The CRIMSON notes with pleasure the announcement of an increase in salary for the Faculty of Arts and Sciences. The strength of a university depends to a large extent, on the ability and calibre of the faculty. This strength can not be maintained unless professors are paid enough to make teaching at Harvard attractive, and unless instructors receive a wage which allows them further study and preparation. Both of these aims have been accomplished.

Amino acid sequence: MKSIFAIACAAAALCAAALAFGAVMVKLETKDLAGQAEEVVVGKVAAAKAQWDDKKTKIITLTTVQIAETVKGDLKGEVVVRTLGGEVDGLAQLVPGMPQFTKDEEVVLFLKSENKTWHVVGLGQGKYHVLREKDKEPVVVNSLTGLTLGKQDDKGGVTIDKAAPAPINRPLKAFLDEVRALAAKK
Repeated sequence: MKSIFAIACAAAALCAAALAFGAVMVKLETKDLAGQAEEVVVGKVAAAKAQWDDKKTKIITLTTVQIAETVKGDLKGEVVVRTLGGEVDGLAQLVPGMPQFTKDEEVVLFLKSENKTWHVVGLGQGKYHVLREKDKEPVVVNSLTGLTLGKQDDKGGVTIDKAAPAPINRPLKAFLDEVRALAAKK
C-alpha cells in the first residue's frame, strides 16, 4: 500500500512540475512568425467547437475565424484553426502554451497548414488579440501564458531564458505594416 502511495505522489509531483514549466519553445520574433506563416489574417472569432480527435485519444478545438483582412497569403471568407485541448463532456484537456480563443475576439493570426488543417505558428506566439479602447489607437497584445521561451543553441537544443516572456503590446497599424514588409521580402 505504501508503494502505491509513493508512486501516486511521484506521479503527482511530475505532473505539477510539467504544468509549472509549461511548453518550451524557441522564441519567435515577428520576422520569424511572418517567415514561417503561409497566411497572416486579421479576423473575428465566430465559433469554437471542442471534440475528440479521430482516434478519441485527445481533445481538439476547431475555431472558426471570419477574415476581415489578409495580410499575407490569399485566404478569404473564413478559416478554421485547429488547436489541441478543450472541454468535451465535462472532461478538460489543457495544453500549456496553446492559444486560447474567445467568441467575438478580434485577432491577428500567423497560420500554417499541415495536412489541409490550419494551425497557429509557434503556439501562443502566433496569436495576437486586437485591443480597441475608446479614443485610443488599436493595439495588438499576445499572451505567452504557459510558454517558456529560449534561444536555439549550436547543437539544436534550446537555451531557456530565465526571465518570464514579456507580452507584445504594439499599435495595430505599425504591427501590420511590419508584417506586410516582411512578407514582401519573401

But the announcement is not altogether satisfactory. The welfare of the House Plan and the whole fabric of Harvard education is dependent on the tutorial system, yet the tutors receive no additional salary. That a number of these men hold other positions does not obviate this objection. Some financial recognition of the increased time and effort exacted by the tutorial duties should be made beyond the usual instructor's or assistant professor's salary.